Posted on January 24, 2017 in Workplace Harassment
Workplace discrimination based on gender identity arises when employers show unfair treatment towards the transgender employees. Gender identity discrimination can take many forms including firing a transgender employee once the employer gets wind of their gender identity, denying transgender employees access to restroom facilities, or harassment of transgender employees by fellow workers. Though transgender discrimination at work is not expressly prohibited by current federal laws, there are state and local discrimination agencies that offer protections against gender identity discrimination.
Transgender is a term used to describe individuals whose gender identity is different from the sex assigned to them at birth. Gender identity refers to an individual’s internal sense of being either a man or a woman. Sexual orientation is different from gender identity because it refers to a person’s physical, emotional or romantic attraction towards another person. Transgender individuals also have a sexual orientation the same as everybody else which means they may either be straight, bisexual, gay, or lesbian.
Currently, there are no federal laws protecting the LGBT community against discrimination in the workplace. However, some states have made efforts to protect their citizens against transgender discrimination. Colorado, California, Illinois, Hawaii, Maine, Nevada, New Jersey, and Washington are some of the States that have laws against transgender discrimination. The protections offered to transgender people vary depending on the state you are in. For example, in Nevada, there are laws that prohibit discrimination of transgender people in public accommodation, housing, and employment. In Maine, the laws on transgender discrimination cover all these areas plus access to education and credit.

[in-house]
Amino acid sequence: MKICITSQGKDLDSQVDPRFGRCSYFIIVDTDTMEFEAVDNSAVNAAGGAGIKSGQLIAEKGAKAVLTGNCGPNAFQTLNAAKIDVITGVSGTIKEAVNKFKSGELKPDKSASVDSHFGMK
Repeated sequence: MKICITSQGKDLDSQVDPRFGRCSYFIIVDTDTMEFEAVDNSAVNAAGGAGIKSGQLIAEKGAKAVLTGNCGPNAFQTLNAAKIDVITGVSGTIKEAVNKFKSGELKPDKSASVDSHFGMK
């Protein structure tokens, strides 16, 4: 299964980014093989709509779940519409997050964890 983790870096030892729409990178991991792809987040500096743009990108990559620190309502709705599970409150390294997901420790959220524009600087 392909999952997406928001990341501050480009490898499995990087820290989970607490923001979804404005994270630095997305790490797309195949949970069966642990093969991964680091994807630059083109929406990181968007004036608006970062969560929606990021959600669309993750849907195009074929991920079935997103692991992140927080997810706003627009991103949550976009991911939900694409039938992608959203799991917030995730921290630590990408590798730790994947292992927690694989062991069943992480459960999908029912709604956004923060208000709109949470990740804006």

Some laws against discrimination based on sexual orientation protect transgender people. The laws against discrimination of lesbian, gay, and bisexual people in Illinois, Minnesota, and Colorado include gender identity in their definition of sexual orientation. Therefore, in these states, transgender people are afforded the same rights against discrimination as lesbian, gay, and bi-sexual people.
Title VII of the Civil Rights Act is against sexual discrimination of employees. Although many court decisions hold that the law does not apply to gender identity discrimination, a few federal appeal courts that recently ruled on the issue found several protections for transgender discrimination at work in the act. Additionally, a recent federal district court ruling in Washington held that discriminating against an employer for transitioning to another gender is tantamount to sex discrimination as per the Civil Rights Act. The ruling led the Attorney General to declare in 2014 that the Department of Justice would consider transgender discrimination to be sexual discrimination and a violation of the employment law.
The Employment Non-Discrimination Act, also called ENDA, is currently being considered for federal legislation. The Act is fashioned after civil rights statutes such as the Americans with Disabilities Act (ADA), and the 1964 Civil Rights Act. If the act is passed, it will protect transgender employees from being fired or denied jobs or promotions due to their gender identity.
The first step to take if you face transgender discrimination at work is to collect evidence. Evidence includes photographs, emails, or something physical. It also includes taking notes when a co-worker or superior discriminates against, abuses, or harasses you. A detailed journal is more persuasive than attempting to recall an occurrence that happened in the past.
Before pursuing legal action against the one who has discriminated against you, first pass your complaint to your employer. It is advisable to address your complaint in writing so that the document can be used as evidence in case your employer fails to respond to your grievance. If your employer disregards your complaint, your next step should be to seek legal counsel from a San Diego employment attorney. Our firm offers free consultations so if you’d like us to review your case, send us an email or call Walker Law at (619) 839-9978 to schedule your free consultation.
Whether or not you have secured the services of a lawyer, you should file your complaint with the Equal Employment Opportunity Commission (EEOC). The EEOC will investigate your claims and either take action on your behalf or present you with a letter giving you the right to pursue legal action against your employer in federal court. EEOC cases should be filed within a period of 180 days from the time you experienced discrimination.